More than 25,000 enemy prisoners-of-war were held in prison camps in Australia during World War II. Many had been captured initially by other Allied forces, and the largest single group were Italians. As well, a number of aliens and civil internees were held, the number peaking at 6,780 in September 1942. These included a number of refugees from Nazi Europe who had fled to Britain and were detained there after the outbreak of hostilities, then shipped to other countries in a curious reprise of Britain's much earlier policy of transportation to the colonies. The most celebrated of these were 2,800 who arrived on the 'Dunera' in September 1940, mainly Jewish refugees from Germany and Austria.
- Among them was Berlin-born Leonhard Adam (1891-1960). He had studied ethnology and law, and became a District Court judge in Germany; but stripped of office under Nazi anti-Semitic laws in 1933, he in time moved to England. His seminal bookPrimitive Art was published there in 1940, but in the same year he and his brother Manfred were interned as enemy aliens, and shipped out on the 'Dunera', whence they found themselves placed in an internment camp at Tatura, in up-country Victoria. While there, Leonhard Adam drew and painted aspects of his enforced environs, as in the sketchbook shown.
- In Melbourne, Lady Masson - whose son-in-law, the anthropologist Malinowski, was known to Adam - helped secure Adam's parole in 1942. Thus began an association with the Museum of Victoria, with Queen's College and the History Department, University of Melbourne, where Professor Max Crawford provided Adam with research grants, some of which were used to further his knowledge of Aboriginal art and use of stone; the University's Museum of Art houses the ethnological Collection that Adam built up during these years of association
- While in Tatura camp, with many other highly-educated refugees, Leonhard Adam taught primitive religion and ethnology at their 'Collegium Taturense', and became its Pro-Rector. Shown is the first anniversary issue of their house magazine, October 1941, and a 1942 New Year card designed, cut, and printed by Adam. Many other distinguished inmates of Tatura and Hay camps went on to make important contributions to Australia's intellectual life. The Archives also holds the papers of Ludwig Hirschfeld Mack, artist, designer, composer, Bauhaus member, and teacher (and a very substantial collection of his art works is in the University's Museum of Art, including studies of the internment camps at Hay, Orange and Tatura.), and a member of other internees, some of whom, like Adam, would make distinguished contributions as members of staff of the University.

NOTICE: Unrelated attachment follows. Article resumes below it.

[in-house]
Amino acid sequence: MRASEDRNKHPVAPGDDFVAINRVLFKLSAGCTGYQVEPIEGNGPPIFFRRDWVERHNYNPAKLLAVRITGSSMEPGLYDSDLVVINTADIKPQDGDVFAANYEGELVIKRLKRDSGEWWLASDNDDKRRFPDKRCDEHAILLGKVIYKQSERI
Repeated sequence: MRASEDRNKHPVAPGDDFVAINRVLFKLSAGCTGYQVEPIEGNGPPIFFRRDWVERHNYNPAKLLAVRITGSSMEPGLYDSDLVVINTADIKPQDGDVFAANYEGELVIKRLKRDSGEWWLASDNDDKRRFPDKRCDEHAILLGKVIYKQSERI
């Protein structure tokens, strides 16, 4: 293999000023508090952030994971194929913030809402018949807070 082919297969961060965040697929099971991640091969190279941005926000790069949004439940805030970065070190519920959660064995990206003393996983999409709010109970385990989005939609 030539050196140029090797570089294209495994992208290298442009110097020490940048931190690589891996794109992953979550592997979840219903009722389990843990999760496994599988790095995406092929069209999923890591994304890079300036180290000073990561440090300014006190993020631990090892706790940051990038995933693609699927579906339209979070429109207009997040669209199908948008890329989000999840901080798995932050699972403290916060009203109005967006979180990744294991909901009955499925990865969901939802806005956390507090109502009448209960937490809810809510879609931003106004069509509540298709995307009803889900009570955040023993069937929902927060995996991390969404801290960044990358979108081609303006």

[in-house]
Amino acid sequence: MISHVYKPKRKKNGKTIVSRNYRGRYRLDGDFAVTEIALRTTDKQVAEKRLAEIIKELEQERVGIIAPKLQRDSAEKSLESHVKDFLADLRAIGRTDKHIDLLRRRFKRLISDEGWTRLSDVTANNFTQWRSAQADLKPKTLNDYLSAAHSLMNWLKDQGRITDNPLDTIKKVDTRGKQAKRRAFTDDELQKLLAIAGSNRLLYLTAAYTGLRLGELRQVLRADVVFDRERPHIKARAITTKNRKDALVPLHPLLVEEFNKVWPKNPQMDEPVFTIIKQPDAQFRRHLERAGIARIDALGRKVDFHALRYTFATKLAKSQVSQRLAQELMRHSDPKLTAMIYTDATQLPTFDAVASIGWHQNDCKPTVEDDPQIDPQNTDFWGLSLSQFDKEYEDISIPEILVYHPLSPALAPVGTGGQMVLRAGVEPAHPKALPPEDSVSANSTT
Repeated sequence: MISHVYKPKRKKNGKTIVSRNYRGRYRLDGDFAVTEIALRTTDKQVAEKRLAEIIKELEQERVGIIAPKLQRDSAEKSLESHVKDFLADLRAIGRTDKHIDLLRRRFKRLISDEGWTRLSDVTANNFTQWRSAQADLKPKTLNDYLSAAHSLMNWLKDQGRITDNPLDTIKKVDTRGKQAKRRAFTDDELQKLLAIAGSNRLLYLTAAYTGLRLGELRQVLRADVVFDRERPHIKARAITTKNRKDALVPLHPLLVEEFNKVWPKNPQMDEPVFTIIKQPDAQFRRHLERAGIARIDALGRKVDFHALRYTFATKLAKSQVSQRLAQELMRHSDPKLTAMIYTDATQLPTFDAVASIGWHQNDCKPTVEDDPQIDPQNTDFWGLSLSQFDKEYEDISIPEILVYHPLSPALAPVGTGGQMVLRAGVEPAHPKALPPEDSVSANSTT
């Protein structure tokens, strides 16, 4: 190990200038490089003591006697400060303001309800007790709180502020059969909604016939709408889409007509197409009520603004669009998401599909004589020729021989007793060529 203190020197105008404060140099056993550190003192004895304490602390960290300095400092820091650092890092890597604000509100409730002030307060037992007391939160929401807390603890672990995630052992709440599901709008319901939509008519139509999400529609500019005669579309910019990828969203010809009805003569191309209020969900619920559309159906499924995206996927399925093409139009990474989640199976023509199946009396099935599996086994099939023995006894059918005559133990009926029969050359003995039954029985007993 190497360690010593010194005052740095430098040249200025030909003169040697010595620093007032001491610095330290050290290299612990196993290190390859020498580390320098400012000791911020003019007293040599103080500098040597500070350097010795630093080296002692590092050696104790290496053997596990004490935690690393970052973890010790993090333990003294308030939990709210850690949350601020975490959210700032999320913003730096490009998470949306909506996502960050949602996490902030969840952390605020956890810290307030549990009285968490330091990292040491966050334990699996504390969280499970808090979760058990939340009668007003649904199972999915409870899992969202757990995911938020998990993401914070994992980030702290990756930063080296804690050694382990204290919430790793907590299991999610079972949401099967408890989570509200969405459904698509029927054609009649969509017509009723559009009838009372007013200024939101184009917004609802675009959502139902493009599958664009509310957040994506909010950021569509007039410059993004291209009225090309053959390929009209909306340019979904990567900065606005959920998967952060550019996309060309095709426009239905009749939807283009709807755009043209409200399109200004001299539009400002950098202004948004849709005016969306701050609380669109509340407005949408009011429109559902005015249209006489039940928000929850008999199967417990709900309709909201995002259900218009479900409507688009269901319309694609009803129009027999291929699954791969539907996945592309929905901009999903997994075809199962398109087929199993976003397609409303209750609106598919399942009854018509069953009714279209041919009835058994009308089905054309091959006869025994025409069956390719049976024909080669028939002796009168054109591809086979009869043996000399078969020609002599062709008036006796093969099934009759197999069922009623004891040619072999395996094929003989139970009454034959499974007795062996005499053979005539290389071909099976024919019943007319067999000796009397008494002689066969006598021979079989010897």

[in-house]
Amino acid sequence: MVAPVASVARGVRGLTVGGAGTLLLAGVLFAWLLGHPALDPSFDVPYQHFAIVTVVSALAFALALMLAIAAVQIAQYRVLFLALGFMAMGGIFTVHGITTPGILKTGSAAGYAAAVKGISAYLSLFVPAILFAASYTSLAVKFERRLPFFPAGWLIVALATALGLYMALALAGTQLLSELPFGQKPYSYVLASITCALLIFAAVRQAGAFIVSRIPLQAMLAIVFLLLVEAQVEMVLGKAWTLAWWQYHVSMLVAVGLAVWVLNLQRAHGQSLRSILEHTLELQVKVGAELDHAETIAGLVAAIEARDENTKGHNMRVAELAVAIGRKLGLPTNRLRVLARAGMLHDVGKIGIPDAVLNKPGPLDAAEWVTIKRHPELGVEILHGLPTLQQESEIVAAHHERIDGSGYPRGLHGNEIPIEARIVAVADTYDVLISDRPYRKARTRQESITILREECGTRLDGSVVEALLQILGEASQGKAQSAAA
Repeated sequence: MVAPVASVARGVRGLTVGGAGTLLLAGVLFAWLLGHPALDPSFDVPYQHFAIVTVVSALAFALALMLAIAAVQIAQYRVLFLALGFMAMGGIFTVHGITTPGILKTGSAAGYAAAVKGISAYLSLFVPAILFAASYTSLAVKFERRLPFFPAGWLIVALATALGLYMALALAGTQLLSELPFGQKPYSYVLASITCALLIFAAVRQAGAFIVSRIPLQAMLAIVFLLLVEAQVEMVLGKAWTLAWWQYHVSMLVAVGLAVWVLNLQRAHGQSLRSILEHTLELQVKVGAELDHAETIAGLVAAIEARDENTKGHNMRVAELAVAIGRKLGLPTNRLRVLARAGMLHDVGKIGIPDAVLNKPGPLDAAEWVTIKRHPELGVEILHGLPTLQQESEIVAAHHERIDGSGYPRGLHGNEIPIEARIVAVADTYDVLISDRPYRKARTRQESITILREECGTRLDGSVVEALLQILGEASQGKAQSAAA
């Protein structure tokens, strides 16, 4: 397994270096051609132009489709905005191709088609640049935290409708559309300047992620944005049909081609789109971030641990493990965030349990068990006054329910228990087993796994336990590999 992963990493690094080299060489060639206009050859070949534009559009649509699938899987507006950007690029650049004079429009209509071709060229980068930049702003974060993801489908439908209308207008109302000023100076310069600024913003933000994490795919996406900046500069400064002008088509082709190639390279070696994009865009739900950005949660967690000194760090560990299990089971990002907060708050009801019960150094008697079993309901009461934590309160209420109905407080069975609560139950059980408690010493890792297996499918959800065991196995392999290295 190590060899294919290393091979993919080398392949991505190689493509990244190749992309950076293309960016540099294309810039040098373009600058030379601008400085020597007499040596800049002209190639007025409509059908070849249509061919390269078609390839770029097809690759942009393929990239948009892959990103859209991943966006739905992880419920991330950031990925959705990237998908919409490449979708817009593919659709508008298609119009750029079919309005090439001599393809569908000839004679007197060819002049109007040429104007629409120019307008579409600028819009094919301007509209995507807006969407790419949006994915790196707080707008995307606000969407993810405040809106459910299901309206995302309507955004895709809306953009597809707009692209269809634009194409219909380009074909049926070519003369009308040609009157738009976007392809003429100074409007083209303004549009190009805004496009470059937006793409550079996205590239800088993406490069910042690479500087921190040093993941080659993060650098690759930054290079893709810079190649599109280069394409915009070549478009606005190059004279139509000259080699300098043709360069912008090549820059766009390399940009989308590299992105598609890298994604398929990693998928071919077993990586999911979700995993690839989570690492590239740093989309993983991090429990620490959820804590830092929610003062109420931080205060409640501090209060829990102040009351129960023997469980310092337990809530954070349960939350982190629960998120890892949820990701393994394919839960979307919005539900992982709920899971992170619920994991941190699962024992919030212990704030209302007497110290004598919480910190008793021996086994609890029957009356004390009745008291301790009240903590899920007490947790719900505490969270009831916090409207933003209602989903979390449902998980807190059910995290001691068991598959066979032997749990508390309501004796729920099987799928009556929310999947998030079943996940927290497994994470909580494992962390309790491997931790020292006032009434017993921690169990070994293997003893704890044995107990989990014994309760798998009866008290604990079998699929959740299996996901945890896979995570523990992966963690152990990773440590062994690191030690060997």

- During 1918, Prof. Joseph Kohler of Berlin University (with whom Adam had studied prior to the outbreak of World War I) suggested he go among Indian and Nepalese prisoners-of-war in Rumania to collect ethnographic and anthropological material. It was evidently during this eight months in Rumania that he met and befriended Roland Carter, an Australian Aboriginal Serviceman. Thirty years later, after the irony of Adam's internment in Roland Carter's country, he managed to locate and contact Carter, then living at the Point Macleay Mission on Lake Alexandrina (now called Raukkan and owned by the Ngarrindjeri). This is a letter and photograph sent by Roland Carter to Leonhard Adam, by now living in the Melbourne suburb of Brighton.
Leonhard Adam Collection
- Letter, Marjorie Coppel, Honorary Secretary of the Victorian Refugee Immigration Appeals Committee to J.D.G. Medley, 3 May 1941, drawing attention to the plight of the 'Dunera' internees.
Registrar's Correspondence Series
While Adam and other Jewish refugees were often able to gain early release from camps and enlist or take up positions with the University, one who experienced the reverse process was Japanese instructor at the University since 1922, Mowsey Inagaki. He had arrived in Australia via Thursday Island at the turn of the century and in 1907 married Rose Allkins.
At 5.45 a.m. on Monday, 8 December 1941, news reached Melbourne of Japanese attacks on Pearl Harbor and Manila. When Rose Inagaki returned home from work that afternoon, she found the house 'a shambles', her husband removed, along with Japanese dictionaries, literature and other items. He was interned at Tatura, and his wife's attempts to have him released had proved unsuccessful when she died in August 1943.
- Letters between Rose Inagaki and the Registrar of the University, 1941-42, expressing among other things, her 'hurt, that after Mr Inagaki's long and faithful service, the University did not...offer me a little sympathy at this treatment of an ageing, frail man, who above all things has been a loyal Australian'.